After Hours with… Matthew Tomkinson

By Lorraine Heller

- Last updated on GMT

Related tags: Head chef, Michelin guide, Chef, Michelin

Matthew Tomkinson, head chef at the Montagu Arms in Beaulieu, New Forest
Matthew Tomkinson, head chef at the Montagu Arms in Beaulieu, New Forest
Matthew Tomkinson worked his way through the lowest to the highest kitchens, gaining a Roux scholarship and several Michelin stars along the way. Thirteen years after setting off on his culinary journeys, he is now head chef at the Montagu Arms in Beaulieu, New Forest

Matthew Tomkinson worked his way through the lowest to the highest kitchens, gaining a Roux scholarship and several Michelin stars along the way. Thirteen years after setting off on his culinary journeys, he is now head chef at the Montagu Arms in Beaulieu, New Forest.

How I got here

I was originally going to do psychology and be clever.  But when I was younger I had a friend I used to go fishing with and he was a chef. I thought it was very glamorous and wanted to go into that.  But I made a deal with my parents that I’d do my ‘A’ levels, and when I passed them I went on to do a degree in hospitality management. 

I loved the more practical side of the course, and for my third year work placement I managed to work as an apprentice chef in a pub.  I absolutely loved it, but at the time it was more about the camaraderie, it wasn’t so much about the food. In 1998 I went to work in a vegetarian restaurant in Cheshire, and that’s where I learnt about different types of ingredients I’d never known – I learnt about how different vegetables should taste rather than just being a garnish for a piece of meat.

My next job was in a pub in Warwickshire.  I learnt a lot there about the way things work behind the scenes, but it was all about volume and being as fast as possible.  In 1999 I got a job in the Simply Nico restaurant at Crowne Plaza.  The head chef there, Craig Gray, was just fantastic. His menu blew me away, I didn’t know what half the things were so I knew this was a great place for me to work.  He switched me on to the idea that cooking was more than just a belly for the food.

The next job I really learnt from was at the Ockenden Manor in West Sussex.  I just clicked with the head chef, Stephen Crane. I owe him a lot, I wouldn’t be where I am now without him. I stayed at Ockenden for four and a half years. While I was there I won the Roux scholarship in 2005.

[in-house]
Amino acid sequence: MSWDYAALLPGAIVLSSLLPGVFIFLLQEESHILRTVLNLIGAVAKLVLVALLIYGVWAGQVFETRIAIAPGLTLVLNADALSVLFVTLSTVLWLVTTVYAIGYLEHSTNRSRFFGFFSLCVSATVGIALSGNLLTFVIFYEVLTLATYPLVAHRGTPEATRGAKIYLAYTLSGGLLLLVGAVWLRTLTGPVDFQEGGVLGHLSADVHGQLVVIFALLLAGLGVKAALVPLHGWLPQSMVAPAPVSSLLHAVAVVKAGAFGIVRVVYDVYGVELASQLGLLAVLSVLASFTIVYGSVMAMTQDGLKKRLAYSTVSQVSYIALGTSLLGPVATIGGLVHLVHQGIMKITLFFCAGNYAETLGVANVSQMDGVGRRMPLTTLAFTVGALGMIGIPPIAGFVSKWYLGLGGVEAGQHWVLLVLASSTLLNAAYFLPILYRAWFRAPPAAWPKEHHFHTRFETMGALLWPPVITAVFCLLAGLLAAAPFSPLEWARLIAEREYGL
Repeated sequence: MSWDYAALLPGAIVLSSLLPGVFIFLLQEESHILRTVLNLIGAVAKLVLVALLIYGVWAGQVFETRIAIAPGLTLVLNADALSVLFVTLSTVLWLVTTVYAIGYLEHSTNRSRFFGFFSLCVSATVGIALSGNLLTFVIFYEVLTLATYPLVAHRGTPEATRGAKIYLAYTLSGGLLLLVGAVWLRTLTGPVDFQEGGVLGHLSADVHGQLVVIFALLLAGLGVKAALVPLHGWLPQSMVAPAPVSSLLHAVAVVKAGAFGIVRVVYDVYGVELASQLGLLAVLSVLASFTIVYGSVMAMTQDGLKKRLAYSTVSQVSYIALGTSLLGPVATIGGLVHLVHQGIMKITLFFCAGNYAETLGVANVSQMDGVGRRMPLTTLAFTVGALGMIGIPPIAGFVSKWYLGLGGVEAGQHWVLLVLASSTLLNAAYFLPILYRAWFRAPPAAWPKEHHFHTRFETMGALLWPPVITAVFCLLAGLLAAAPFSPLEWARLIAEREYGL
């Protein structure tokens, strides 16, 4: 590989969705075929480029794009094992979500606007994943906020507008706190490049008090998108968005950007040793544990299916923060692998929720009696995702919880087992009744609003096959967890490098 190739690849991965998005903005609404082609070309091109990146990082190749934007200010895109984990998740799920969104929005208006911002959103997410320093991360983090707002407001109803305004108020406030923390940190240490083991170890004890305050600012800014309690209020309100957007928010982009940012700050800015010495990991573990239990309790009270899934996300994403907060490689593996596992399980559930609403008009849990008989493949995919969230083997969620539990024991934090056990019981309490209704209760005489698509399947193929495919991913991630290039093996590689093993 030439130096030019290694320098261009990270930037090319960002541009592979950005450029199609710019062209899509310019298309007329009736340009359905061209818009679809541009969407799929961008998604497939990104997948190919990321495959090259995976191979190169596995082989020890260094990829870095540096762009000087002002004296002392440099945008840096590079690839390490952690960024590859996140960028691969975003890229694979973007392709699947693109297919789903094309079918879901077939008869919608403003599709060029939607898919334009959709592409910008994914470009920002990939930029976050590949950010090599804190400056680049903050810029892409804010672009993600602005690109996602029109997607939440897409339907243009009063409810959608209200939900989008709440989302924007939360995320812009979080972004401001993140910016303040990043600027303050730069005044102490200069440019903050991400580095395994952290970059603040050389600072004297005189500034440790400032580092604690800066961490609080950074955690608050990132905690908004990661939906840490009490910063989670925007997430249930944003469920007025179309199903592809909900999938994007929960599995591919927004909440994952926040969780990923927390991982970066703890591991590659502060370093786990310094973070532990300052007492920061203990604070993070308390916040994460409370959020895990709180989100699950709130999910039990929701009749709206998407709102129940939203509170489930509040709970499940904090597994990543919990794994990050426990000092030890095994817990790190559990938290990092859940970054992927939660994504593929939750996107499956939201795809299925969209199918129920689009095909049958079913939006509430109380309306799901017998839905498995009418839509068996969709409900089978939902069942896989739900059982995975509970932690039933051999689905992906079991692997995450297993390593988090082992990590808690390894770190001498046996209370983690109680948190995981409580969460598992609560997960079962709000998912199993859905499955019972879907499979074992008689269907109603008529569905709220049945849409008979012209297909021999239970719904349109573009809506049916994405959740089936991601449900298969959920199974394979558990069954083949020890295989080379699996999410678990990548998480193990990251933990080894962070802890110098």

In 2007 I went to work at what I consider to be my first head chef job at the Goose in Britwell Salome in Oxfordshire, and a year later we got a Michelin star. But I left shortly afterwards as the company wasn’t doing well and I didn’t want to go down with a sinking ship.  In June 2008 I joined the Montagu Arms as head chef.

Montagu Arms

Montagu is 22-bed country house hotel with two restaurants, the Terrace (Michelin-starred fine dining) and Monty’s, which is an informal brasserie.

Last year we put in our own vegetable gardens, which we look after ourselves. We also have 26 chickens for our eggs for breakfast.  We have an ethical food policy, we only use meat that’s been ethically reared or free-range – the best we can buy. We also care a lot about our footprint so we recycle everything from the kitchen, it goes to composting.
 
The Roux Scholarship

The biggest challenge for me was entering the Roux scholarship, as I’m not a particularly competitive person. You learn so much by taking part in the competition, it makes you go out and read and learn, discover, try, and test.  The competition is worth entering whether you win it or not. It’s a great experience, it really grows you as a person.  The whole experience distilled in me is that the name of the industry is hospitality, and our objective is to be hospitable. That says so much about where the industry should be, can be and sometimes is.

Something I’ve learned

Years ago I went to work at the Ivy for 4 weeks – it was an eye opener. I was in awe of the place, I’d always wanted to work there, but it made me realise I never want to be a small part of a big team. I like being a large part of a small team.  The Ivy is a machine serving hundreds of people every day at a really good level.  But I felt disconnected from the diner.

For me it’s all about looking after your diner and offering hospitality.  My mum and dad are very hospitable.  People come round and they feed people to death, and I love that. And I get to do that for a career.

Related topics: People, Restaurants, Career Profile

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